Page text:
Led by Amb. Bonnie Jenkins, the founder of Women of Color Advancing Peace and Security (WCAPS), over 190 foreign policy leaders, including ACA executive director Daryl Kimball, have also joined together to pledge support and action in several specific areas outlined in another important solidarity statement on June 8, which is posted online here.
Jenkins, who has served as a member of the board of directors of the Arms Control Association since 2017, spoke more about “How to Realize Diversity In the National Security Community” in a recent interview with the Ploughshares Fund.
Mobilizing Against the Resumption of Nuclear Testing
Halting nuclear weapons test explosions has been a core objective of the Arms Control Association from its first days in 1971. We continue to be a leader in the effort to bring the 1996 Comprehensive Test Ban Treaty into force and to reinforce the global de facto norm against nuclear testing.
We’ve been very busy since the May 22 report by The Washington Post that senior national security officials are considering the option of a “rapid test” as a negotiating tactic in future talks with Russia and China.
Our staff organized a letter from 24 nuclear arms control, environmental, and peace organizations that we delivered May 28 to Senate and House leaders, pressing them to express their opposition to such a move and to introduce legislation to cut off funding for any nuclear testing. We reached out to our networks and allies to develop a common strategy. We have written op-eds and analyses, briefed numerous reporters, and explained what is at stake with diplomats from other countries.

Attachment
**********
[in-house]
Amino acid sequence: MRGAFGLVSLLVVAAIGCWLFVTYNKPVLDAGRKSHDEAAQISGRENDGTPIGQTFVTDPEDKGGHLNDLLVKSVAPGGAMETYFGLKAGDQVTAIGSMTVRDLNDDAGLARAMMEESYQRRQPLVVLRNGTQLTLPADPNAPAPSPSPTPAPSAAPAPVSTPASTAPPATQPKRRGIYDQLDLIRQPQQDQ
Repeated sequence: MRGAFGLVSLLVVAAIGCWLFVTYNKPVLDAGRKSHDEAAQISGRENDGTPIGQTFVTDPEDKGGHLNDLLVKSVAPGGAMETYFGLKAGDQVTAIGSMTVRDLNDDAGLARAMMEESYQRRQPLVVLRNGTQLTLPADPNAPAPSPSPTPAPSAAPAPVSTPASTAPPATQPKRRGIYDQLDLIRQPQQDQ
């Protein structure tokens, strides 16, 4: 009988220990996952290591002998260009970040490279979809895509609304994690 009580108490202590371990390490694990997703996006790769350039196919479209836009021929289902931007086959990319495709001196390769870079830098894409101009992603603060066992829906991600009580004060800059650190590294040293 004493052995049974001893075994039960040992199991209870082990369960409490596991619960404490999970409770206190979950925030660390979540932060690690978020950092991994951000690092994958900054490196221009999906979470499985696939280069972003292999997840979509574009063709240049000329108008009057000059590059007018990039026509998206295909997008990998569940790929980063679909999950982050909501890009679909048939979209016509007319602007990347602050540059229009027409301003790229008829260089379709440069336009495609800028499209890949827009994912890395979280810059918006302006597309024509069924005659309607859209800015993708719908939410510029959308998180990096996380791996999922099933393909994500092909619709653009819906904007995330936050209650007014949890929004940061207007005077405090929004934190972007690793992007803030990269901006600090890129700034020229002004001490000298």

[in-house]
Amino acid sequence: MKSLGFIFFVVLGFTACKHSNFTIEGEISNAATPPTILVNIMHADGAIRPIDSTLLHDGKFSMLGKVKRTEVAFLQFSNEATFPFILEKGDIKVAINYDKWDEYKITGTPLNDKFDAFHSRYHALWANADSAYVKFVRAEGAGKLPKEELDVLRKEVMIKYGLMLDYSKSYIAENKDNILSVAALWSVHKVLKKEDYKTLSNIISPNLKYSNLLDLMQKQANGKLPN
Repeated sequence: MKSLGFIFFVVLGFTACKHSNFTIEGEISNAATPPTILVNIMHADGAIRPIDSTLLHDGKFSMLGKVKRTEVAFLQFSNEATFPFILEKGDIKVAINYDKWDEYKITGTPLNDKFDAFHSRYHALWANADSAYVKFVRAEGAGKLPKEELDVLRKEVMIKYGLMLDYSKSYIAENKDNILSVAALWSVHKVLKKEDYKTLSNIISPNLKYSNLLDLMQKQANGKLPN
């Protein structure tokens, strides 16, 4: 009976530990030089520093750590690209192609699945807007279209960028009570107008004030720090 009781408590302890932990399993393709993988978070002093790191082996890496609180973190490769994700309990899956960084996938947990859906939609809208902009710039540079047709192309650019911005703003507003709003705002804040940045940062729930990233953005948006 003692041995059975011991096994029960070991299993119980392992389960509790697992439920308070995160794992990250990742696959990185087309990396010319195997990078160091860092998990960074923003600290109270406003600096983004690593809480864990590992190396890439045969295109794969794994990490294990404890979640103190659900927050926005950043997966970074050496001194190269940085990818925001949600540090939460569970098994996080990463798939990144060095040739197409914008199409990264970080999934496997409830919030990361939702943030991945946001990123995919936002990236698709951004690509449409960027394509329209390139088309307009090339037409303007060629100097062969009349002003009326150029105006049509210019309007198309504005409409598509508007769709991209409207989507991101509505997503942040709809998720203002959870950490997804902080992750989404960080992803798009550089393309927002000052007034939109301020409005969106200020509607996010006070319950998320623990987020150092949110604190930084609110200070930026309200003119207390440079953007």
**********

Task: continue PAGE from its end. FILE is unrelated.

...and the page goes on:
Over the past month, concern and opposition to the possible resumption of U.S. nuclear testing have been pouring in.
Downwinders in Nevada and Utah have expressed outrage. The Las Vegas Sun editorial declared: “No. Hell no. Not now. Not ever. Nevada will not be subjected to nuclear bombing again.”
Earlier this month, Sen. Ed Markey (D-Mass.), Minority Leader Sen. Charles Schumer (D-NY), and 12 other leading Senators introduced legislation that would restrict funds for fiscal year 2021 and all previous years from being used for resuming nuclear weapons testing. Reps. Dina Titus (D-Nev.) and Steven Horsford (D-Nev.) introduced companion legislation in the House June 8.
Although it is unlikely the Trump administration will move forward to resume testing, this administration has defied common sense on other nuclear matters in the past. And it is technically possible that an underground test could be prepared in as little as 6 months at the Nevada Test Site.
If we are to keep the door to nuclear testing closed, the response from the public and Congress needs to be strong and unequivocal.
Take Action Against Nuclear Testing
Your voice is needed now to call upon Congress to say “no” to renewed U.S. nuclear testing.
In response to talk within the Trump administration and proposals to add funding for nuclear testing for political signaling purposes by Senate Republicans, other Senators and members of the House have introduced bills to prohibit funding for nuclear testing.
The first U.S. nuclear test blast in 28 years would raise tensions with Russia and China and almost certainly spur an outbreak of nuclear testing by other counties into an all-out global arms race. Votes may be held in the next few weeks.
Now is the time to call on your elected officials. Please contact your Senators and U.S. Representative to close the door and prohibit funding for new nuclear testing.
Next Generation Arms Controller
We are excited to welcome Mackenzie Knight as our 2020 summer intern. Mackenzie will be working with us remotely on a part-time consulting basis to assist with updates to our factsheet on a range of arms control issues, as well as tracking media appearances and assisting on reporting for and production of Arms Control Today.